Interviews & Profiles

Ramos is ‘interested in seeing how the landscape takes shape’ in NYC mayoral race

The state senator from Queens is going toe to toe with Steve Cohen. Is Eric Adams next?

State Sen. Jessica Ramos speaks at a rally for the CUNY faculty and staff union.

State Sen. Jessica Ramos speaks at a rally for the CUNY faculty and staff union. Erik McGregor/LightRocket via Getty Images

For months, state Sen. Jessica Ramos’ name has been floated as a potential 2025 challenger to New York City Mayor Eric Adams, but lately, she’s had more pressing issues on her mind. Take for example a casino proposal in her district driven by hedge fund billionaire and New York Mets owner Steve Cohen. She announced her formal opposition to the plan on Tuesday but hardly expects Cohen to give up now that her decision is made. In the process, Ramos rankled other Queens lawmakers who supported the plan and resented the level of influence she held over its fate.

Unfazed, she said outside of the casino issue, she’s working on a package of labor bills with less than a week left to get them across the goalpost in Albany. She also has her eyes on November, not just for herself but for the Democratic Party. Former President Donald Trump, awaiting sentencing on 34 charges stemming from his Manhattan fraud case, is firmly in her crosshairs. Brushing off questions about her mayoral ambitions, Ramos said she believes Democrats in New York should stay focused on making sure President Joe Biden stays in the White House, and that Trump should be “put in jail.” City & State caught up with her Thursday on her way back from the state Capitol for a phone interview to discuss the casino project, the New York City mayoral race and more. This interview has been edited for length and clarity. 

What went into your recent announcement that you wouldn’t support Steve Cohen’s casino proposal?

Well, I’ve long said that I’ve aimed to create a community review process where nothing is mandated, and after three town halls, commissioning a poll, a survey – I can’t tell you how many meetings I’ve had with constituents – it was clear that my neighbors overwhelmingly don’t want to host a casino in our backyard, and the poll alone showed 75% of my neighbors oppose the casino.

What are you expecting Steve Cohen’s response to be?

His response has been that he would figure out how to go around me, which I think shows that he is not interested in being a good neighbor and listening to the vast majority of voices who wish to see our green space expanded and see other economic activity that isn’t predatory.

There are only a couple days left in this session, what else is on your mind for this final stretch?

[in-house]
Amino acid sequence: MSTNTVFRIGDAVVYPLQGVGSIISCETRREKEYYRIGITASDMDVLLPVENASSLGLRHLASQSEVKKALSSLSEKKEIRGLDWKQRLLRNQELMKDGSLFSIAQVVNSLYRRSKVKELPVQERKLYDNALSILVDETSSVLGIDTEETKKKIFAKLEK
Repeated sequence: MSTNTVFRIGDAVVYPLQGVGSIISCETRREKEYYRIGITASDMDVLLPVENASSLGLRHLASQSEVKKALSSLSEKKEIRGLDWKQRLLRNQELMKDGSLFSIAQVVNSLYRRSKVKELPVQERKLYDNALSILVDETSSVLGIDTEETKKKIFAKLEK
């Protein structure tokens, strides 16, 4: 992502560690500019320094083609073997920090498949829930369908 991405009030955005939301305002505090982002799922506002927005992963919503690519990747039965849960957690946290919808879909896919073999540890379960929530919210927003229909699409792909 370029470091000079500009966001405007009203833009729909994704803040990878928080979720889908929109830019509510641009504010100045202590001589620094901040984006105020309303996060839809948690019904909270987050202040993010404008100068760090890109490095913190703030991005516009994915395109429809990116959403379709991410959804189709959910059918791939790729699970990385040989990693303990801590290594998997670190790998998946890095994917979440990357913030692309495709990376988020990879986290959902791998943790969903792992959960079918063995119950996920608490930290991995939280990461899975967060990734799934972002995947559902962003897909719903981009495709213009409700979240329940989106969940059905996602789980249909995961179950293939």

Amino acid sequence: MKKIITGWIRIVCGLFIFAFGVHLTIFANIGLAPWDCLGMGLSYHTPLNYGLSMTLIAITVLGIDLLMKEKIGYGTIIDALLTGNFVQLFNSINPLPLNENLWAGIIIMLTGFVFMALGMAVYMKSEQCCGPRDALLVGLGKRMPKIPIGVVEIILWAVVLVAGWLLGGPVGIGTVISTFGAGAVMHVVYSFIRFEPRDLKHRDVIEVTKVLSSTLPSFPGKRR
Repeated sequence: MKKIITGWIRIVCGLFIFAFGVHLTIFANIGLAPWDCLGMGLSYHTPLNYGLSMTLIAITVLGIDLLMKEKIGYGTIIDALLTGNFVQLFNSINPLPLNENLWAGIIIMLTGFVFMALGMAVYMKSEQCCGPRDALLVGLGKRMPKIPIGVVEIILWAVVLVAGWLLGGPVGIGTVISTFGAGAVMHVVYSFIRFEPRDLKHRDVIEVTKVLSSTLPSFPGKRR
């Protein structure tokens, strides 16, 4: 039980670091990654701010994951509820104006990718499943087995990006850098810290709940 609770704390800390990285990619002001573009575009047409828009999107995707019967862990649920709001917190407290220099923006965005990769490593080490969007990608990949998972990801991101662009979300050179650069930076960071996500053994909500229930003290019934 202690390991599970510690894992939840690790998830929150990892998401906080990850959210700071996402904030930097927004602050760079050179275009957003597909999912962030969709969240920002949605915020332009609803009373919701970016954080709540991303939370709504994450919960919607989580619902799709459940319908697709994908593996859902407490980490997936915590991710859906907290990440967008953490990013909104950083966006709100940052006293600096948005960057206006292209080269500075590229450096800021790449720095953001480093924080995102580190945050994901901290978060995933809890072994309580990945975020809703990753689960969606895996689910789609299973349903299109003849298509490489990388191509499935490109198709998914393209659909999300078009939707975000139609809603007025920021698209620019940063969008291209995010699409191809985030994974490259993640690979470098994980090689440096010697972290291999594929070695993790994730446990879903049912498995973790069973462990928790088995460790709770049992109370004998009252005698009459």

I’m really interested in checking off the bills on my worker safety agenda, and still fighting for retail worker safety. I’m fighting for the Warehouse Worker Injury Reduction Act, and fighting for temporary disability insurance reform and I’m fighting for TEMP, which is really critical to do in the last days of session, given the high temperatures that we’re expecting this summer.

How do you feel about some of these bills’ chances to get across the finish line?

I think I’m confident that workers, advocates and myself, we’ve done our job in making our case for why this is important to do right now, and I’m hoping to cross that finish line next week.

I’m sure you saw that state Sen. Zellnor Myrie decided to run for mayor of New York City. What is your opinion on his campaign, and how may it affect your own decision to enter the race?

I think I’m interested in seeing how the landscape takes shape over the next several months. But right now, what’s most important is getting President Joe Biden reelected come November.

What do you think New York Democrats can do to help that happen?

Well, I think particularly in Latino and Asian communities, it’s important that we make the case against xenophobic rhetoric and against having a convicted felon as president. That’s not in the best interest of our communities or of any community.

Are you part of the growing calls that if former President Donald Trump is found guilty in his fraud case, he should be sent to jail?

Yes, if he’s found guilty he should be put in jail. Regardless of the outcome of that case, we already know that he’s been found to have raped a woman and to have broken the law in many ways and to have run several businesses into the ground, none of which should be on the CV of our sitting president. And I would add to that list insurrection and high treason. We can have a real American as president, and a real American would not try to incite people to ambush our U.S. Capitol.

So in your eyes not only is he a criminal, he is unfit to hold the office?

I'm a mother, so that's not a role model. Donald Trump is not someone our children should look up to.

Touching on the casino situation again, how did you feel seeing Assembly Speaker Pro Tempore Jeffrion Aubry’s comments on your casino stance?

If you saw his comments, you saw my response, hopefully, as well. I refuse for his last few days in legislative session and in elected office to be marred by any conflict with me.